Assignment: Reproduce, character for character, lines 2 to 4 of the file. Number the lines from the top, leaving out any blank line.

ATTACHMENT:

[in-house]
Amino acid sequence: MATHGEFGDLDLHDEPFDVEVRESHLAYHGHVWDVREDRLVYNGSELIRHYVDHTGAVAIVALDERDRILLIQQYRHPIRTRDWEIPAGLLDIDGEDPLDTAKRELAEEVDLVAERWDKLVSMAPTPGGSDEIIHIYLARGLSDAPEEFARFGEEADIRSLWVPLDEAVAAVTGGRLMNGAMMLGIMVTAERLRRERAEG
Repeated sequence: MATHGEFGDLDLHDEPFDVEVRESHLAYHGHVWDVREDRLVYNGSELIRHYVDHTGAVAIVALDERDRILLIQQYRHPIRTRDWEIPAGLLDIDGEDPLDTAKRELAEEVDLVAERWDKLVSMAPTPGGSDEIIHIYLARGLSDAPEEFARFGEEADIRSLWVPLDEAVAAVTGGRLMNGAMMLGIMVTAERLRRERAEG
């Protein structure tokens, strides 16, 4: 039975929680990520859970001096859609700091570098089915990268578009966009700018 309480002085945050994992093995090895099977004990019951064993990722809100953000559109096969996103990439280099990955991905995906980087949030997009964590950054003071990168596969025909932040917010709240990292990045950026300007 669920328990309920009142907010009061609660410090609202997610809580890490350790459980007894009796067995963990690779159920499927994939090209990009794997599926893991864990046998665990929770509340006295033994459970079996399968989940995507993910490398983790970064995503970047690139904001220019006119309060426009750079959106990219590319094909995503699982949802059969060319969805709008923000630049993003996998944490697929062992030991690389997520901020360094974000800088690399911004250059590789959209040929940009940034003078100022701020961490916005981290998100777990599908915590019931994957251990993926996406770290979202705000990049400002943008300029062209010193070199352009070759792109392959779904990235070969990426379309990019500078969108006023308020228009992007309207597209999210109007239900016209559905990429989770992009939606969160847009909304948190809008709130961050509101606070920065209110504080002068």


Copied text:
Amino acid sequence: MATHGEFGDLDLHDEPFDVEVRESHLAYHGHVWDVREDRLVYNGSELIRHYVDHTGAVAIVALDERDRILLIQQYRHPIRTRDWEIPAGLLDIDGEDPLDTAKRELAEEVDLVAERWDKLVSMAPTPGGSDEIIHIYLARGLSDAPEEFARFGEEADIRSLWVPLDEAVAAVTGGRLMNGAMMLGIMVTAERLRRERAEG
Repeated sequence: MATHGEFGDLDLHDEPFDVEVRESHLAYHGHVWDVREDRLVYNGSELIRHYVDHTGAVAIVALDERDRILLIQQYRHPIRTRDWEIPAGLLDIDGEDPLDTAKRELAEEVDLVAERWDKLVSMAPTPGGSDEIIHIYLARGLSDAPEEFARFGEEADIRSLWVPLDEAVAAVTGGRLMNGAMMLGIMVTAERLRRERAEG
């Protein structure tokens, strides 16, 4: 039975929680990520859970001096859609700091570098089915990268578009966009700018 309480002085945050994992093995090895099977004990019951064993990722809100953000559109096969996103990439280099990955991905995906980087949030997009964590950054003071990168596969025909932040917010709240990292990045950026300007 669920328990309920009142907010009061609660410090609202997610809580890490350790459980007894009796067995963990690779159920499927994939090209990009794997599926893991864990046998665990929770509340006295033994459970079996399968989940995507993910490398983790970064995503970047690139904001220019006119309060426009750079959106990219590319094909995503699982949802059969060319969805709008923000630049993003996998944490697929062992030991690389997520901020360094974000800088690399911004250059590789959209040929940009940034003078100022701020961490916005981290998100777990599908915590019931994957251990993926996406770290979202705000990049400002943008300029062209010193070199352009070759792109392959779904990235070969990426379309990019500078969108006023308020228009992007309207597209999210109007239900016209559905990429989770992009939606969160847009909304948190809008709130961050509101606070920065209110504080002068």